David or The Messiah, Priest For Ever

by George F Spall

"The LORD said unto my Lord, Sit thou at my right hand, until I make thine enemies thy footstool. The LORD shall send the rod of thy strength out of Zion: rule thou in the midst of thine enemies. Thy people shall be willing in the day of thy power ... the LORD hath sworn, and will not repent, Thou art a priest for ever after the order of Melchizedek. The Lord at thy right hand shall strike through kings in the day of his wrath. He shall judge among the heathen, he shall fill the places with the dead bodies; he shall wound the heads over many countries ..."

Without a doubt Psalm 110 is one of the most fascinating revelations in all religious literature. It has claimed the attentive study of Bible students for hundreds of years and many rabbis have expressed opinions -- some that it refers to the Messiah, some King David.

I believe it refers to the Messiah, so let us look at the very first word of it all. ( l'David) is translated in most versions: A Psalm OF David. However, the Harkavy edition, much used by Jewish readers, translates: A Psalm FOR David.

It could help if we look at the way the same expression is used in the other psalms that bear David's name. There are a good many so we can cite only a few. We will select some that absolutely prove themselves to be written by David.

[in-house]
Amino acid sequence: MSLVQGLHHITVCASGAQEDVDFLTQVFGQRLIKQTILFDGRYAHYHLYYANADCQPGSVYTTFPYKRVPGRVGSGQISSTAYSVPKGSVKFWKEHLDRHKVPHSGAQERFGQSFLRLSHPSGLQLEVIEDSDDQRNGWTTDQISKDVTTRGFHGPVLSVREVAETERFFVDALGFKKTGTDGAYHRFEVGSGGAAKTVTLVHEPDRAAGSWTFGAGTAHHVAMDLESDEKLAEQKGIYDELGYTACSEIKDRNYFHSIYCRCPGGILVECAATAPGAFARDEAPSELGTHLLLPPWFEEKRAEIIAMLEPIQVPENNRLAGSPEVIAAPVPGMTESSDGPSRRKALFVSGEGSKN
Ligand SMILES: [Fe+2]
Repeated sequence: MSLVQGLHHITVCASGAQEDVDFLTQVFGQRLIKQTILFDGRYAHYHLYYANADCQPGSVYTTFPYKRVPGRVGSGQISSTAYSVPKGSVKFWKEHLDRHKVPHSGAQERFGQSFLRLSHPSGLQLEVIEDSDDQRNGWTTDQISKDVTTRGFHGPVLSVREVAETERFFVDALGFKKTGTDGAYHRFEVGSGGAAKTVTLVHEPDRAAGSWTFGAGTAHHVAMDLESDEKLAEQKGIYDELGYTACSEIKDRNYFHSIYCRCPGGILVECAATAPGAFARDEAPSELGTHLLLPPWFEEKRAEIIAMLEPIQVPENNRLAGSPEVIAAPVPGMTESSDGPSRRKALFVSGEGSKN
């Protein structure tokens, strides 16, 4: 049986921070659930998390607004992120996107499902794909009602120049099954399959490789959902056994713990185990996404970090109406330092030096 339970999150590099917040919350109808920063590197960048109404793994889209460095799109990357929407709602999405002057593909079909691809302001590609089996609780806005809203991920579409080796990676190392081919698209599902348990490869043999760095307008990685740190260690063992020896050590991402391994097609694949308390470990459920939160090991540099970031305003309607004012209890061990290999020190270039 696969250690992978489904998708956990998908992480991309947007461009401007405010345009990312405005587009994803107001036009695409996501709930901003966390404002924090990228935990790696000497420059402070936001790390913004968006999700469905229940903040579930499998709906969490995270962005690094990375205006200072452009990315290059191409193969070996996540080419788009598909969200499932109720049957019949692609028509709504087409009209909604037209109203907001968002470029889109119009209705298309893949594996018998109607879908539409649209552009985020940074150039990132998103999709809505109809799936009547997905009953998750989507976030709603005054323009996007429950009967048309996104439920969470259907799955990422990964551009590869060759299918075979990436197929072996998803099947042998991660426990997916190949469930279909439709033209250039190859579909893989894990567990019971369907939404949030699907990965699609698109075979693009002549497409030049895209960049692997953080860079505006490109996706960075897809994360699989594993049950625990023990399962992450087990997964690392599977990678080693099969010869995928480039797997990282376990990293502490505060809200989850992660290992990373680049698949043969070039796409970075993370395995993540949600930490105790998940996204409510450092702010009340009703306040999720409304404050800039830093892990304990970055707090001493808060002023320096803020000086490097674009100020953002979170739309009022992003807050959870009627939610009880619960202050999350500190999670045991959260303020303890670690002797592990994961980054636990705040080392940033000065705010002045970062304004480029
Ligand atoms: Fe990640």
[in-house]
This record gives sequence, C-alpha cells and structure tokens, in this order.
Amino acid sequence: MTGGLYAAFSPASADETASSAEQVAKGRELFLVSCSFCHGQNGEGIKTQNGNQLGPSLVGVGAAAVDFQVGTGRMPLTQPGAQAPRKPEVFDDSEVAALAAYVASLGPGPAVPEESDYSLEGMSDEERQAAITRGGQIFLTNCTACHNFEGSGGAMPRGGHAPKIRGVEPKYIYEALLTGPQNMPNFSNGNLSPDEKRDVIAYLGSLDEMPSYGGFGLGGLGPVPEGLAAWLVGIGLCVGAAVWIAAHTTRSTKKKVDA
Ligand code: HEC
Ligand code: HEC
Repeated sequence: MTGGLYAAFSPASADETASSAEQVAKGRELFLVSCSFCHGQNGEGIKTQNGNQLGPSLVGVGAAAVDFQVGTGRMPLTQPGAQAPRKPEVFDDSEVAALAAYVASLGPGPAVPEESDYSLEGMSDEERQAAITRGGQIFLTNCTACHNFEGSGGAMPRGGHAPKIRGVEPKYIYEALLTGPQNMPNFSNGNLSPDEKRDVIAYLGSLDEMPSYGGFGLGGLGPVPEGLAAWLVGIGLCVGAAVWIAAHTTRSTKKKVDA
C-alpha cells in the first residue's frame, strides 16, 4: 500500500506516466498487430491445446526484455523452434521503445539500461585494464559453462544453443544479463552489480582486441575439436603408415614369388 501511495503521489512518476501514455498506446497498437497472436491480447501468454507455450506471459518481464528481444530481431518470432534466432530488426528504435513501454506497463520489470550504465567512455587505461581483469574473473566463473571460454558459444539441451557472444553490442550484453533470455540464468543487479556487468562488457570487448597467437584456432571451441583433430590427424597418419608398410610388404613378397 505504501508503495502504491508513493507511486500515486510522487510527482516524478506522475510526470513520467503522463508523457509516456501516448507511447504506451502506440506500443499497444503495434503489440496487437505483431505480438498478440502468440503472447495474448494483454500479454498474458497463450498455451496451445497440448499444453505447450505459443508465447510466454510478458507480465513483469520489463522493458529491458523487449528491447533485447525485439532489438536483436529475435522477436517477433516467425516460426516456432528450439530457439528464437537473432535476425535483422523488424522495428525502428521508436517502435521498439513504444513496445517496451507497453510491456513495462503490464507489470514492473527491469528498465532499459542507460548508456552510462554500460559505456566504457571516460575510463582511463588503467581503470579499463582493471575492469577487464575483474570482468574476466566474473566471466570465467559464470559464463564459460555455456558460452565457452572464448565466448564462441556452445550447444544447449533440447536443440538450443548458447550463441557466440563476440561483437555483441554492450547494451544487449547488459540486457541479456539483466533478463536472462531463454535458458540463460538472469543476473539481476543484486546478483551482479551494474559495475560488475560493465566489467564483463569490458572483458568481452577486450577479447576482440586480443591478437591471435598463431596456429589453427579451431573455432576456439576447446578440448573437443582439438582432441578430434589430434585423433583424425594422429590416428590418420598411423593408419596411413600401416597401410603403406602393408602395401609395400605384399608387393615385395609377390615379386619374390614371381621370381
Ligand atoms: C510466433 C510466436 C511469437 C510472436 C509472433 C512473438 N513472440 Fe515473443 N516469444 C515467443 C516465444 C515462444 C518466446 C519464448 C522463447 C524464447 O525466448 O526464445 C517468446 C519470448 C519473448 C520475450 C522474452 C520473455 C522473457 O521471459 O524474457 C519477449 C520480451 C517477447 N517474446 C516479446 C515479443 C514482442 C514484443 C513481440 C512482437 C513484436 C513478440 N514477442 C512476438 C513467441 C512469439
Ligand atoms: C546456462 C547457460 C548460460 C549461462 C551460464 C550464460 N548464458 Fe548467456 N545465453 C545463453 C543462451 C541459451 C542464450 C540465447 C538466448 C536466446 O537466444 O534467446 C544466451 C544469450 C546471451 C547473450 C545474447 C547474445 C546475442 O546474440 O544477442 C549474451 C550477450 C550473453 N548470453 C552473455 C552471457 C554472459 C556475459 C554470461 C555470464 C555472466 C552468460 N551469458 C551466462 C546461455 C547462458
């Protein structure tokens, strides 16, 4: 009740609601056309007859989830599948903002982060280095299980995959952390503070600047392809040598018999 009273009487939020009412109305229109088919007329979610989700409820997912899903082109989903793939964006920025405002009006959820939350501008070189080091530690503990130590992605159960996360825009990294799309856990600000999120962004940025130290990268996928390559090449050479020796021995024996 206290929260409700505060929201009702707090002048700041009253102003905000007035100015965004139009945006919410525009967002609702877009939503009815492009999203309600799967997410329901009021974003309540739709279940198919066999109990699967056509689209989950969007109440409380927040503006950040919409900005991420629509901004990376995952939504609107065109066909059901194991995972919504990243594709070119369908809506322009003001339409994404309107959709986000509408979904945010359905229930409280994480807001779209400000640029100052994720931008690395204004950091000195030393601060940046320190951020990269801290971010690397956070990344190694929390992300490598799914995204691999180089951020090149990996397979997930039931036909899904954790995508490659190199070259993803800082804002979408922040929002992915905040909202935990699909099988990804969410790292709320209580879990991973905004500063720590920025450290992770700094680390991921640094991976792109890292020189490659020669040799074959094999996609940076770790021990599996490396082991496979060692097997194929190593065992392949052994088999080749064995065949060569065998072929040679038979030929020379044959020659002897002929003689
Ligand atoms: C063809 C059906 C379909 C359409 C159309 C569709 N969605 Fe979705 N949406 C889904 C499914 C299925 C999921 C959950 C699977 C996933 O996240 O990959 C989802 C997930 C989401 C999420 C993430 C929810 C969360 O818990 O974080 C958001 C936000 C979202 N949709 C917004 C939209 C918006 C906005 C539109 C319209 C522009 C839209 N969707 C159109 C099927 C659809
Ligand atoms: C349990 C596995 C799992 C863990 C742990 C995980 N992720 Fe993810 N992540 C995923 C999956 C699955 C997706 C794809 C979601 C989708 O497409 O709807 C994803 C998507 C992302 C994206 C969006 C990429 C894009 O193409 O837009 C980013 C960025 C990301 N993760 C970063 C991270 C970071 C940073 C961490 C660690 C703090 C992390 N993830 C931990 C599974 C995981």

Psalm 3: A psalm of David when he fled from Absalom his son.

Psalm 18: A psalm of David, a servant of the Lord, who spoke unto the Lord the words of this song in the day that the Lord delivered him from the hand of his enemies, and from the hand of Saul.

Psalm 34: A psalm of David when he changed his behaviour before Abimelech.

Psalm 51: A psalm of David when Nathan the prophet came to see him after he had gone in to Bathsheba.

These four, as do nearly forty of the group numbering 1 to 51 all say in Hebrew (l'David) , and this consistently translated: A Psalm or prayer OF David, not FOR David. While they do concern David himself they were certainly written BY him, and this is what l'David is saying.

It can also be said that l'David could mean: "This song is for David to sing" because there are psalms like 48 and 49 which read: "A Song or Psalm for the sons of Korah" who were choristers. These psalms were not ABOUT them, as we can see. So, neither does the phrase FOR David in Psalm 110 mean that what follows is about David.

Perhaps many learned translators make l'David FOR David in this instance because of resistance to what is said about it in the New Testament. "What think ye of the Christ, whose son is he? They say unto him, 'the son of David'. Jesus said unto them, 'How then does David in spirit call him Lord, saying, the LORD said to my Lord, Sit thou on my right hand till I make thine enemies thy footstool.' If David called him Lord, how is he his son?" (Matthew 22:42-45)